Although he probably wouldn’t bill himself this way, I kind of think of David Roberts as the voice of irritated common sense in the green blogosphere. Here he is displaying irritated common sense on the deeply pointless topic of celebrity “hypocrisy,” a subject that for reasons unclear to me continues to get plenty of play in our own blog comments from seemingly well-meaning people.
There are a lot of people out there — people of all political leanings — who feel that celebrities, however defined, are somehow important. Some of these people further think that when celebrities behave in a less than exemplary fashion, their behavior discredits the causes to which they attach their name. Other people disagree and are able to marshal all sorts of points about human fallibility and the importance of raising awareness and so on and so forth.
All of the people on both sides of this argument should take a long walk, or call a loved one they haven’t spoken to in a while, or work on a chapter of that novel they’ve been putting off. Because this whole debate over celebrity hypocrisy is just so damned dull and irrelevant to anything that actually matters.
It doesn’t matter if Barbra Streisand uses a fleet of coal-powered Hummers to transport her concert entourage. It doesn’t matter if Al Gore relaxes on weekends by clearcutting Amazon rainforest. Mind you, these things would surely be bad, even unforgivable. I certainly wouldn’t defend these actions, and I grant that they would undercut the effectiveness of Babs & Al as environmental spokespeople. But this stuff still wouldn’t, in a cosmic sense, matter.
Here’s what I mean by doesn’t matter:
None of the carbon bills currently jostling for attention in Congress specifically mention Barbra Streisand by name, or make any of their provisions contingent on Streisand’s 2008 concert schedule.
Of the 960 scientific studies of climate change published in peer-reviewed journals in the last ten years, 0 base their conclusions on the size of Al Gore’s swimming pool.
Technological advances have revealed sources of clean energy and low-emissions transportation that are commercially viable today regardless of the location of RFK Jr.’s summer home.
A recent survey taken at the TerraPass water cooler reveals the following breakdown of conversational topics:
- Voluntary carbon standards: 22.8%
- Greenhouse gas mitigation strategies: 14.7%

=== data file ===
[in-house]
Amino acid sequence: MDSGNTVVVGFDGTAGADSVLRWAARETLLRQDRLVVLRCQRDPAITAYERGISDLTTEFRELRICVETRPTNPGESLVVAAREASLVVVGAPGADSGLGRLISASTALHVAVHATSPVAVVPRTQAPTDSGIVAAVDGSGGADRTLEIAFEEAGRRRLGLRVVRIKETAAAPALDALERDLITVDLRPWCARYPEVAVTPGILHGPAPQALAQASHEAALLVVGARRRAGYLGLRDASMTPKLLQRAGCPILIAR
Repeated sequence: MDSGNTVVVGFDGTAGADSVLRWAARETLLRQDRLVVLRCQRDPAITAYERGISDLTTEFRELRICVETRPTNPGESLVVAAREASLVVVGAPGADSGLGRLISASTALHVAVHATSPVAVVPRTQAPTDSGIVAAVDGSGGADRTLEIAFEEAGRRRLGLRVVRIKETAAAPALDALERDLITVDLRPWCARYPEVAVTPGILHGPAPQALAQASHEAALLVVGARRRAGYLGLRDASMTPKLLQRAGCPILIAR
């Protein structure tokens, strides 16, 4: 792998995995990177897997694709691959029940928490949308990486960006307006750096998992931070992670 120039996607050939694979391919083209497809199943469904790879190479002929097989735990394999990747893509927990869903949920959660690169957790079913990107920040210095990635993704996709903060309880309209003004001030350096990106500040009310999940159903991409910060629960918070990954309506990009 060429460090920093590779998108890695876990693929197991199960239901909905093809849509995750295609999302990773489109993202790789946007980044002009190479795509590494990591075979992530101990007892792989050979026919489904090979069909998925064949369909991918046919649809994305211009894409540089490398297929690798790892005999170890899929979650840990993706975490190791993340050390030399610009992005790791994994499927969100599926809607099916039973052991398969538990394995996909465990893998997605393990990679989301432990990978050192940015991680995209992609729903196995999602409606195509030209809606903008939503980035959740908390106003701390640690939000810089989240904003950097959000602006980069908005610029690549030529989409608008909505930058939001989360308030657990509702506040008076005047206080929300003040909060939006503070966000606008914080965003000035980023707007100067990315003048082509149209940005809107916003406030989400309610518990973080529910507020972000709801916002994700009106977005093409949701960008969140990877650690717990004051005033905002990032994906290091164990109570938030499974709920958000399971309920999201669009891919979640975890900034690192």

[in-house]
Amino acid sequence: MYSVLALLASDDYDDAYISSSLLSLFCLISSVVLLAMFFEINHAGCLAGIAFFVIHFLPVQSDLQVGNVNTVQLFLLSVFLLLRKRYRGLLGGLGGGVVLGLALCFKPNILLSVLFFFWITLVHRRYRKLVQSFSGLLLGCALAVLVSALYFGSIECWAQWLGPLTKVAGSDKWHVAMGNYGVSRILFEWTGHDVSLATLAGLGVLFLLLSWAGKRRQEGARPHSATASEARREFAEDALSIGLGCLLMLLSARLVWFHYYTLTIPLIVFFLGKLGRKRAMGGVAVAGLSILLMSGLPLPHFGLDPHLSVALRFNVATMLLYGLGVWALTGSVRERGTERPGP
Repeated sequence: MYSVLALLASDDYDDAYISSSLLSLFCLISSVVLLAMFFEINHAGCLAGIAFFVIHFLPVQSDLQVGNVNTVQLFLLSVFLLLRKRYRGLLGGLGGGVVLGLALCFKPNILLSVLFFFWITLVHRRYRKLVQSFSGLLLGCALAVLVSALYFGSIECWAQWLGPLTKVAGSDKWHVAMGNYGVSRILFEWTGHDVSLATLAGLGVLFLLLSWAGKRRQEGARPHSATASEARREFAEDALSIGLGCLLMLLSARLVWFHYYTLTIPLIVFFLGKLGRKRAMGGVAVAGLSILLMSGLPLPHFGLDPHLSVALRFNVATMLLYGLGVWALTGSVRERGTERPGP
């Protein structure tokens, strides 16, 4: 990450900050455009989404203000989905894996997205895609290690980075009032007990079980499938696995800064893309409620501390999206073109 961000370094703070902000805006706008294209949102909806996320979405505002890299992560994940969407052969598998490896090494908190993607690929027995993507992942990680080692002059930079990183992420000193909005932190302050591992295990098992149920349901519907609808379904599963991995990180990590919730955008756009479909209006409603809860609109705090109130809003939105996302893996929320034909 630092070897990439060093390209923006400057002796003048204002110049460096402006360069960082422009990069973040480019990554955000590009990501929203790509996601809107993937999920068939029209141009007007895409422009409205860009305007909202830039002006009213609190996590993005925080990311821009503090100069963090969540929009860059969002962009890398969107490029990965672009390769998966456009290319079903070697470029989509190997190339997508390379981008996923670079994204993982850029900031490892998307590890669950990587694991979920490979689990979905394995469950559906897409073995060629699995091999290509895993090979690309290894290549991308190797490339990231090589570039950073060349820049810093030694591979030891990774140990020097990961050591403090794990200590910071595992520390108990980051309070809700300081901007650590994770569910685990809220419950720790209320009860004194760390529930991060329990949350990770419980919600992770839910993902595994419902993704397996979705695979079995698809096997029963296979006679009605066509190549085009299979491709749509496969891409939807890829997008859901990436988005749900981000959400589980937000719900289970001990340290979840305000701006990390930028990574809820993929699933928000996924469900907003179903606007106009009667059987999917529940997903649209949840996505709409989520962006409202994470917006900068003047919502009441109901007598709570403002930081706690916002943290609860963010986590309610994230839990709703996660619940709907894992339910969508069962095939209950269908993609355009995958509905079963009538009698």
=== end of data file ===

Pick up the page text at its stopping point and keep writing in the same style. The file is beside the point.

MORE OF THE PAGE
- Climate change policy: 11.9%
- Where to have lunch: 8.3%
- Bumper sticker design: 1.2%
- New ways to haze our intern: 42.1%
- Celebrity carbon footprints: 0.0%
Do we avoid discussing celebrity carbon footprints because of an environmental conspiracy of silence? No, we avoid it because it’s an uninteresting topic. Anybody who raised it would quickly be uninvited from lunch and barred from hazing the intern.
Believe me, I’ve heard all of the arguments about why celebrity footprints do, in fact, matter. “If Al Gore is going to tell the entire world that they should live in grass huts, then…” Here’s the thing: you shouldn’t do anything because Al Gore tells you to. You should do stuff because the actual issue at hand is important, and because of all the nice scientists and NGOs and businesspeople doing meaningful work on the problem, and because you’re concerned about the consequences of inaction. And, by all means, feel free to hate on Barbra Streisand for being an energy-sucking hypocrite, just like you might hate on Paris Hilton for being, well, you know. Just stop trying to suggest that Barbra actually matters any more than Paris does.
Some argue that if environmental groups don’t want people attacking their messengers, they should stop using celebrities as spokespeople. This is, in effect, an argument that environmentalists should be stupid:
A phone rings at the headquarters of an environmental advocacy group.
Earnest environmental advocate: Hello?
Leonardo DiCaprio: Hi. My name is Leonardo DiCaprio. I’d like to promote your cause.
EEA: (suspiciously) What’s your carbon footprint?
LD: I don’t know. But journalists follow me around like a pack of hungry puppies. I could put in a good word for you.
EEA: Do you use low-flow showerheads?
LD: Um, I’m not sure. Which house–
There are so many things in this world to worry about. Isn’t it refreshing to know that you can remove the environmental impact of celebrity lifestyles from the list?